Albright’s Middle East advice Posted by: mcq
on Friday, March 24, 2006
Former Clinton administration Secretary of State Madeline Albright offers the Bush administration some advice on the middle east. Let's start with the title and subtitle to her piece:
Good Versus Evil Isn't a Strategy
Bush's worldview fails to see that in the Middle East, power politics is the key.
Keep those in mind as we get to the details of her advice.
She begins by saying, in keeping with her title, that the Bushies just aren't very tuned in to the real complexities of the situation in the Middle East. I think, to some degree, a valid argument can be made for that assertion at different points in the past. I certainly think that when Albright says "the administration's penchant for painting its perceived adversaries with the same sweeping brush has led to a series of unintended consequences" has some validity, again in the past. I don't think the most ardent Bush supporter could be persuaded that the handling of Iraq, or for that matter, Iran, has been the most deft thing in the world. But that doesn't mean the administration hasn't learned from that or improved its act over the years.
Albright acknowledges that sometimes it is useful for leaders to rhetorically speak in broad terms. She, however, claims that in the case of the Bush administration, they seem to believe their rhetoric. Thus the title and subtitle I pointed out.
She cites the recently released National Security Strategy as proof of her contention. It is an interesting document which I've only had time to skim. But in its overview, it states the following:
For most of the twentieth century, the world was divided by a great struggle over ideas: destructive totalitarian visions versus freedom and equality.
That great struggle is over. The militant visions of class, nation, and race which promised utopia and delivered misery have been defeated and discredited. America is now threatened less by conquering states than we are by failing ones. We are menaced less by fleets and armies than by catastrophic technologies in the hands of the embittered few.We must defeat these threats to our Nation, allies, and friends.
Now, while I don't think this is a particularly accurate statement of the state of the world (I don't think the "great struggle is over" at all, not with the leftward tilt of South America and the prosperity rising in totalitarian China as evidence), I don't think it at all reflects the oversimplification Albright claims. I have to work rather hard to distil this into "good vs. evil" as Albright does. However, to use her phrase, rhetorically speaking, it's useful for her to reduce it to such simplistic language if she wants to paint the Bush administration in an unflattering light.
To her advice:
The first is to understand that although we all want to "end tyranny in this world," that is a fantasy unless we begin to solve hard problems. Iraq is increasingly a gang war that can be solved in one of two ways: by one side imposing its will or by all the legitimate players having a piece of the power. The U.S. is no longer able to control events in Iraq, but it can be useful as a referee.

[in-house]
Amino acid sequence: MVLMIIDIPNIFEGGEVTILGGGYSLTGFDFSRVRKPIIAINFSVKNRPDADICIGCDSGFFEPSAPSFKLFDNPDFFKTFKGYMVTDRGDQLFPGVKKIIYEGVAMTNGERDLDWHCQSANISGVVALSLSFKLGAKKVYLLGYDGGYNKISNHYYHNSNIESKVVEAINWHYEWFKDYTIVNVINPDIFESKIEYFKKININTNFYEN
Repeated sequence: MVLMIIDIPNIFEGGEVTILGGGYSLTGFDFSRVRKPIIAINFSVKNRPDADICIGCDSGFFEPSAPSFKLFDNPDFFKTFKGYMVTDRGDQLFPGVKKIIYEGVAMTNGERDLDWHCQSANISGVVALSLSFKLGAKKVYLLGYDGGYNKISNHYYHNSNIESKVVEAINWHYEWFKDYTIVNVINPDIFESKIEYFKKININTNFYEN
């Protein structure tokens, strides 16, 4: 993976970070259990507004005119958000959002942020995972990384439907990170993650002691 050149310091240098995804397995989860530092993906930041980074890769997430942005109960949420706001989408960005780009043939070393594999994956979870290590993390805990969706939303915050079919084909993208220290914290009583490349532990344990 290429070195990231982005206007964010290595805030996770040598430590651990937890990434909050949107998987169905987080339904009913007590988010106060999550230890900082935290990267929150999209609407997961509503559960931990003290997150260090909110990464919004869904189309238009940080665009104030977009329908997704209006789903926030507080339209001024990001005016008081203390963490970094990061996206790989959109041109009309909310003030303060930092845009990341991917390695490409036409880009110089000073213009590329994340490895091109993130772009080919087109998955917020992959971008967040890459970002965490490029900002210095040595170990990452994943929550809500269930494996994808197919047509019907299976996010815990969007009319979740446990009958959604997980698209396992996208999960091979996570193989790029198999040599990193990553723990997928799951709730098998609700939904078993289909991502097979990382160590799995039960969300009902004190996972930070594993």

While her advice is sound (and obvious), her example seems to contend that it isn't what is happening. Given her false choice (there's a third choice at a minimum, do nothing. And apparently that's what she thinks we're doing.) you'd be left to believe that we're going to sit by and watch. Obviously we're not doing that and won't do that. We're already very much involved in the referee role. So thanks, Madeline, but you may want to catch up.
Second, the Bush administration should disavow any plan for regime change in Iran — not because the regime should not be changed but because U.S. endorsement of that goal only makes it less likely. In today's warped political environment, nothing strengthens a radical government more than Washington's overt antagonism. It also is common sense to presume that Iran will be less willing to cooperate in Iraq and to compromise on nuclear issues if it is being threatened with destruction. As for Iran's choleric and anti-Semitic new president, he will be swallowed up by internal rivals if he is not unwittingly propped up by external foes.
Her advice to disavow regime change as a policy apparently comes from the experience Albright had in helping declare that as the Clinton administration's policy for Iraq. It's not necessarily bad advice, but it is ironic that one of the architects of the US's regime change policy for Iraq now thinks it's a bad idea for Iran. Of course if world condemnation and resistance to Iran's nuclear program isn't enough to "strengthen a radical government", I'm not sure how our declaration of a policy of "regime change" would do it moreso.
As an aside, I'm beginning to believe that Iran's president will indeed "be swallowed" up within the country. I think the ruling mullahs see him as more of a problem than he's worth at the moment, and will find a way to move him quietly aside at sometime in the not too distant future. There seems to be an internal resistance building toward him among the rulers which does't bode well for his staying in that position.
Third, the administration must stop playing solitaire while Middle East and Persian Gulf leaders play poker. Bush's "march of freedom" is not the big story in the Muslim world, where Shiite Muslims suddenly have more power than they have had in 1,000 years; it is not the big story in Lebanon, where Iran is filling the vacuum left by Syria; it is not the story among Palestinians, who voted — in Western eyes — freely, and wrongly; it is not even the big story in Iraq, where the top three factions in the recent elections were all supported by decidedly undemocratic militias.
While the "solitare" v. "poker" analogies might be rhetorically pleasing, they're utter nonsense. We're back to the premise that this is all unilateral action on the part of the US. It's just not true. While there's plenty of room to criticize US foreign policy in the Middle East, this is the least valid of those criticisms. But it does satisfy the desire to cast the administration as simplistic and unallied in their approach to Middle Eastern problems.
Each of the areas and problems Albright points too are being handled in different ways and with different allies. This criticism, couched as advice, simply isn't valid.